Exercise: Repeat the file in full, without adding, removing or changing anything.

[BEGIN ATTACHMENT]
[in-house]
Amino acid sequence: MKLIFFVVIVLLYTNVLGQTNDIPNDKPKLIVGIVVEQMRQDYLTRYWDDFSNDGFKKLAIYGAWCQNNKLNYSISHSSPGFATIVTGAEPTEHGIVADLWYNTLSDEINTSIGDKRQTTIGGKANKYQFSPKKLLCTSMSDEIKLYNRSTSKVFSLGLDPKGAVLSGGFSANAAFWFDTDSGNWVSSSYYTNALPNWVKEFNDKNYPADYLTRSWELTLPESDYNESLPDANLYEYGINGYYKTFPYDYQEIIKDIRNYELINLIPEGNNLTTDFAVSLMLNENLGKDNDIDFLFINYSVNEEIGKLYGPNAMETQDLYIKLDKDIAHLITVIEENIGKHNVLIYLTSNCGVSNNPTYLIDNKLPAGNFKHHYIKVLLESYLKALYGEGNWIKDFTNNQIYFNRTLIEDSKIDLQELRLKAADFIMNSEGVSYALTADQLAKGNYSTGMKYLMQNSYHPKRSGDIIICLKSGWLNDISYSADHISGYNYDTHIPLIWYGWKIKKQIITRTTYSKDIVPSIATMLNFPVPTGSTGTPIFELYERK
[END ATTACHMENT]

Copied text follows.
[in-house]
Amino acid sequence: MKLIFFVVIVLLYTNVLGQTNDIPNDKPKLIVGIVVEQMRQDYLTRYWDDFSNDGFKKLAIYGAWCQNNKLNYSISHSSPGFATIVTGAEPTEHGIVADLWYNTLSDEINTSIGDKRQTTIGGKANKYQFSPKKLLCTSMSDEIKLYNRSTSKVFSLGLDPKGAVLSGGFSANAAFWFDTDSGNWVSSSYYTNALPNWVKEFNDKNYPADYLTRSWELTLPESDYNESLPDANLYEYGINGYYKTFPYDYQEIIKDIRNYELINLIPEGNNLTTDFAVSLMLNENLGKDNDIDFLFINYSVNEEIGKLYGPNAMETQDLYIKLDKDIAHLITVIEENIGKHNVLIYLTSNCGVSNNPTYLIDNKLPAGNFKHHYIKVLLESYLKALYGEGNWIKDFTNNQIYFNRTLIEDSKIDLQELRLKAADFIMNSEGVSYALTADQLAKGNYSTGMKYLMQNSYHPKRSGDIIICLKSGWLNDISYSADHISGYNYDTHIPLIWYGWKIKKQIITRTTYSKDIVPSIATMLNFPVPTGSTGTPIFELYERK